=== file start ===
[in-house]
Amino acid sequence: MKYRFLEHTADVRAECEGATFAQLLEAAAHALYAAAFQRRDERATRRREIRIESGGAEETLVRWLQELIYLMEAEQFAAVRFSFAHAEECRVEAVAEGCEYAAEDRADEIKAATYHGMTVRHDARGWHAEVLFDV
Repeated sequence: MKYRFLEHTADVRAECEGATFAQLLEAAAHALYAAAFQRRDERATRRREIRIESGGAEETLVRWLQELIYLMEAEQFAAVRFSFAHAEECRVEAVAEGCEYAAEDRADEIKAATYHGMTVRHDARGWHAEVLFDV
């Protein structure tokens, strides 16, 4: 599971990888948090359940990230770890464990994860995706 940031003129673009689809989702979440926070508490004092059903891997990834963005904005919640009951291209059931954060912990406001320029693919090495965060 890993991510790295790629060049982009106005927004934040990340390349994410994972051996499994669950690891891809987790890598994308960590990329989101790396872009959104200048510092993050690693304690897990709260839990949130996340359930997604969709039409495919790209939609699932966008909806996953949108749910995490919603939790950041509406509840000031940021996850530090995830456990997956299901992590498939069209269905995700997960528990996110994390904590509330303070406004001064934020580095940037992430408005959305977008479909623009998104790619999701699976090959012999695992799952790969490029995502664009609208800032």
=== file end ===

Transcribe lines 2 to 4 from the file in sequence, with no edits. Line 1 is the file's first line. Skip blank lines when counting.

Amino acid sequence: MKYRFLEHTADVRAECEGATFAQLLEAAAHALYAAAFQRRDERATRRREIRIESGGAEETLVRWLQELIYLMEAEQFAAVRFSFAHAEECRVEAVAEGCEYAAEDRADEIKAATYHGMTVRHDARGWHAEVLFDV
Repeated sequence: MKYRFLEHTADVRAECEGATFAQLLEAAAHALYAAAFQRRDERATRRREIRIESGGAEETLVRWLQELIYLMEAEQFAAVRFSFAHAEECRVEAVAEGCEYAAEDRADEIKAATYHGMTVRHDARGWHAEVLFDV
């Protein structure tokens, strides 16, 4: 599971990888948090359940990230770890464990994860995706 940031003129673009689809989702979440926070508490004092059903891997990834963005904005919640009951291209059931954060912990406001320029693919090495965060 890993991510790295790629060049982009106005927004934040990340390349994410994972051996499994669950690891891809987790890598994308960590990329989101790396872009959104200048510092993050690693304690897990709260839990949130996340359930997604969709039409495919790209939609699932966008909806996953949108749910995490919603939790950041509406509840000031940021996850530090995830456990997956299901992590498939069209269905995700997960528990996110994390904590509330303070406004001064934020580095940037992430408005959305977008479909623009998104790619999701699976090959012999695992799952790969490029995502664009609208800032």